was captured and was slain on the way to Canada
Her dwelling was destroyed by fire.
The eldest surviving daughter, then Mrs. Mattoon
, was slain, together with an only child, Henry
; the eldest son was captured and slain.
Ebenezer, the second son, was captured and carried to Canada
Mehitabel, Mary and Mercy were burned with the house.
Abigail, the youngest was captured at the age of four years and carried to Canada
, where she married another captive, Josiah Rising, then christened Ignace Raizeune, received a permanent home, and a large domain.
It does not appear that Godfrey Nims
was captured at this time.
The suggestion has been made that he was with a military company elsewhere.
An inventory of his estate was taken at Deerfield
, March 12, 1704, or 5, the presumption being that he had died there just previously.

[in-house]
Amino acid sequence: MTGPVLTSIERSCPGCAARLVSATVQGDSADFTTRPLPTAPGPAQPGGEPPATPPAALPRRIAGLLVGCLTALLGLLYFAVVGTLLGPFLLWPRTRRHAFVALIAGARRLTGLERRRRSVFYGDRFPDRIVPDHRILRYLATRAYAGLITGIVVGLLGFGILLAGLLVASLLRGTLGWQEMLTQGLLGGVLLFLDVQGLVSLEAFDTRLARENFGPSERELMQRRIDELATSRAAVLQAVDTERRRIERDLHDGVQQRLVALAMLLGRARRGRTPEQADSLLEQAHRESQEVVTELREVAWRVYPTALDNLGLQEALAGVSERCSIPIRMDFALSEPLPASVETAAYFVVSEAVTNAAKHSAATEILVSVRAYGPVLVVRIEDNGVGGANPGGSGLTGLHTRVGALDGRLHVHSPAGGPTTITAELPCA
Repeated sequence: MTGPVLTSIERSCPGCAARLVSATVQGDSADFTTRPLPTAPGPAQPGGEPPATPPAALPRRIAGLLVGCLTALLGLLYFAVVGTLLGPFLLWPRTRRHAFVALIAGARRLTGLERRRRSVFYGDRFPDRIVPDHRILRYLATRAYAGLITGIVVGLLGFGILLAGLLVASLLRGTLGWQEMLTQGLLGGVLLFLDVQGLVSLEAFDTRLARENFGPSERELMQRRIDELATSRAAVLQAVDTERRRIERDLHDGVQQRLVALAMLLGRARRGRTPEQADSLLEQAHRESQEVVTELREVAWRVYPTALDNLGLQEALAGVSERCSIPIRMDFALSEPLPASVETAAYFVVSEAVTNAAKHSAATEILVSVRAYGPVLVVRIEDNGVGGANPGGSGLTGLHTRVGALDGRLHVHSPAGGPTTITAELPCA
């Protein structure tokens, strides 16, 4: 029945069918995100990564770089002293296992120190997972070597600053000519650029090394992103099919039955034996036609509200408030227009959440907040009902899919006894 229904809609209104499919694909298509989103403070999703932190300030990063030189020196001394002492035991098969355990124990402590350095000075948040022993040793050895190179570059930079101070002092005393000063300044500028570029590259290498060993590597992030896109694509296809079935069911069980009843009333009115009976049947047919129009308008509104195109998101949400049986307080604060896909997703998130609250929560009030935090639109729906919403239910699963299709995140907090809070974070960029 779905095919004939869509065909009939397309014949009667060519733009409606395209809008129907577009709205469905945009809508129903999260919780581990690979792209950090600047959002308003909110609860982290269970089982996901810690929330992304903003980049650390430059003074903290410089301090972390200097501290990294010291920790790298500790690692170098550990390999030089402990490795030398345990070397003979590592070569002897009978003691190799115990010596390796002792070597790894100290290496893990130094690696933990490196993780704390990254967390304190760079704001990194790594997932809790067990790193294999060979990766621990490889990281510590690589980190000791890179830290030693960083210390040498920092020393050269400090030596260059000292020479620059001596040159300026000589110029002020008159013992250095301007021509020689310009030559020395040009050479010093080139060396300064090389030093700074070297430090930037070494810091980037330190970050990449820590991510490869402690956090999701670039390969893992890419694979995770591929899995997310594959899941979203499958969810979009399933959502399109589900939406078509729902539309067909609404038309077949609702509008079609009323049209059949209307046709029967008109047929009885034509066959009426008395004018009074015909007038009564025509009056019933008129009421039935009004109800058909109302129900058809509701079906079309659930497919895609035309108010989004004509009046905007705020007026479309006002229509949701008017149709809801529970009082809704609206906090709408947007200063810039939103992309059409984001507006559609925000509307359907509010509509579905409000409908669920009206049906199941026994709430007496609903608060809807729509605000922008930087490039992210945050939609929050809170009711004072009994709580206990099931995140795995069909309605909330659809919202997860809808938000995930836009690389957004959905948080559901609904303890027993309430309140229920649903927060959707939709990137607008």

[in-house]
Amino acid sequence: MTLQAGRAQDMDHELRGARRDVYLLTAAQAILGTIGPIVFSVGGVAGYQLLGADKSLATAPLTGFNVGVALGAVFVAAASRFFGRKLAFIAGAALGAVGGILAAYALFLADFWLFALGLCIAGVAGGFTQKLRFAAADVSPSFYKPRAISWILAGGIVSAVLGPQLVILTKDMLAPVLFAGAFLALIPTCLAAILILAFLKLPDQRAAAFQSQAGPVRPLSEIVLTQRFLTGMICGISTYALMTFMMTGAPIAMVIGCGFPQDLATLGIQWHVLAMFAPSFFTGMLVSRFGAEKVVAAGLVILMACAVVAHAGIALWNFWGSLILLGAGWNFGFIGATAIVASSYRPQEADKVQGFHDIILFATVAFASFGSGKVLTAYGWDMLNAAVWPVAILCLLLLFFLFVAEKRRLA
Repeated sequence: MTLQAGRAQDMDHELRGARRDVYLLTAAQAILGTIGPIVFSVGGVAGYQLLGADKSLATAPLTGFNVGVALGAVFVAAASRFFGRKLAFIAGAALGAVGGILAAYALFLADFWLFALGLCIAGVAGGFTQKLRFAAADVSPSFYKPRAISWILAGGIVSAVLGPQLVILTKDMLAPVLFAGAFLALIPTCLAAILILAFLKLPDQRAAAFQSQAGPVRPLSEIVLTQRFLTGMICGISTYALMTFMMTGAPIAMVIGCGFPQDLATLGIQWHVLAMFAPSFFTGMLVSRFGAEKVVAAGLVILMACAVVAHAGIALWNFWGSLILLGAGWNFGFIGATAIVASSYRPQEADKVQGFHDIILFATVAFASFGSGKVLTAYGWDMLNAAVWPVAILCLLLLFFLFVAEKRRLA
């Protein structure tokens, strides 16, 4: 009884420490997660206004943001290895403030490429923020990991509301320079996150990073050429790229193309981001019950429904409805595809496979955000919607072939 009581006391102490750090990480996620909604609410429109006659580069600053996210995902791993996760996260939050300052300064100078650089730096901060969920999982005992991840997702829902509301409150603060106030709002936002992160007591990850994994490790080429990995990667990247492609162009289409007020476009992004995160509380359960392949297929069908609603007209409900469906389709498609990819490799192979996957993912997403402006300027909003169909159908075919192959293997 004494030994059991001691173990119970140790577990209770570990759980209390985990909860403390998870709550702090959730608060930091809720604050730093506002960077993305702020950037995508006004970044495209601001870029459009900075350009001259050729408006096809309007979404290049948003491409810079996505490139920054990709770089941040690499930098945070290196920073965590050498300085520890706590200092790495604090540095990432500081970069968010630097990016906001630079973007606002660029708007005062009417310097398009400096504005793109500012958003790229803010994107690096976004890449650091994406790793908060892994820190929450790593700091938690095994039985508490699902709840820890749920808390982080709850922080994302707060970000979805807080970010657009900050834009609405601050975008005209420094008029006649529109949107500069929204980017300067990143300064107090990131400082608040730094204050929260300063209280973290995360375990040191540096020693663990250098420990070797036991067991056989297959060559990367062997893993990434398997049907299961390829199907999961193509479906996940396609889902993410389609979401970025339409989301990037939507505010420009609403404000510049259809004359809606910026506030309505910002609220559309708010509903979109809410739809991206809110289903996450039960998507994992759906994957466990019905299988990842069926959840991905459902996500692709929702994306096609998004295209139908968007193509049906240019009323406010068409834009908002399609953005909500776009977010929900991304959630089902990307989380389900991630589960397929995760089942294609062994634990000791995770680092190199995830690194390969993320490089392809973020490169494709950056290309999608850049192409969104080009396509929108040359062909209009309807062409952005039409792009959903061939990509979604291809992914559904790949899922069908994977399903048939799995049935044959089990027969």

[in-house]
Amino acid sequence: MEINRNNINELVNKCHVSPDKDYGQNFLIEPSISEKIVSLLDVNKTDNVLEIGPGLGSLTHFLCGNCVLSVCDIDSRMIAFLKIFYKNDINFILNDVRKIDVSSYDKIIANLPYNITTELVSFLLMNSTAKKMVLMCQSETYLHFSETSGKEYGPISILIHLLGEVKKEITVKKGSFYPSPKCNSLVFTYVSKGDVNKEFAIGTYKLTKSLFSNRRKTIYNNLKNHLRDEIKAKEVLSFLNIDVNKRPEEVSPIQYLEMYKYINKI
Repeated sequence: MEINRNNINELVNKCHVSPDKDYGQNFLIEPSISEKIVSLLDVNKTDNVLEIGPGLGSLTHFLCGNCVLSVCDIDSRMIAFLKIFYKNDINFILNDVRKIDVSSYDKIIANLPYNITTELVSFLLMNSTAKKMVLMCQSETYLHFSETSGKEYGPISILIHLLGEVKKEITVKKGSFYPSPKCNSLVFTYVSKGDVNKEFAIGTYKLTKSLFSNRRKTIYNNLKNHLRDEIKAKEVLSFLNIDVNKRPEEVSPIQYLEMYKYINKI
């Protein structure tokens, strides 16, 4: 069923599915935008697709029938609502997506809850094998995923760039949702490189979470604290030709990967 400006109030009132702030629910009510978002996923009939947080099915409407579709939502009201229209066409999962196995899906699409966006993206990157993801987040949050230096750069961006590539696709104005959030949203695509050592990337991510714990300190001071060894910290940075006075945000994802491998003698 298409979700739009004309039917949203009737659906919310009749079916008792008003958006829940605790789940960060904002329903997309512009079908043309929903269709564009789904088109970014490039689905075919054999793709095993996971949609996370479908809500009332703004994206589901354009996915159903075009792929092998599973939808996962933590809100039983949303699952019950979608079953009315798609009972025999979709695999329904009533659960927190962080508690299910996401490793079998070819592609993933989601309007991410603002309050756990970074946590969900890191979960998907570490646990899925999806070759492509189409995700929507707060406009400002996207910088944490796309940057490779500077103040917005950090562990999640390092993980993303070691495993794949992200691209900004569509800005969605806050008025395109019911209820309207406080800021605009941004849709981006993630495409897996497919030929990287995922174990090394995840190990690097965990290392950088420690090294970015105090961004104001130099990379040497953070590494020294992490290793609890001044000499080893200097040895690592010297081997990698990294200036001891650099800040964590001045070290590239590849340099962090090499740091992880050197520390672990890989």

Ebenezer and John were the two surviving sons of Godfrey
John has many descendants in Michigan
and other parts of the West
Ebenezer was carried to Canada
as was also another captive, Sarah Hoyt
These two were married in Canada
and had there one son also named Ebenezer.
They were redeemed by Stoddard
with difficulty in 1814 and returned to Deerfield
, where four more sons were born, David, Moses
, Elisha, Amasa.
David, son of Ebenezer, was born at Deerfield
, March 30, 1716 and died in Keene
, July 21, 1803.
He came to Keene
while a boy and was appointed scribe by the proprietors July 25, 1737.
At the first town meeting after the town was chartered by New Hampshire
which was held May 2, 1753, he was elected first town clerk and after that held some town office nearly every year till 1776.
In 1740, he was granted 10 acres of upland in Keene
, for hazarding his life and estate by living in the place to promote the settlement of the township.
Still later he was granted 104 acres in that part of Keene
, which is now in the town of Roxbury
This estate is at present occupied by David Brigham Nims
, his great great-grandson.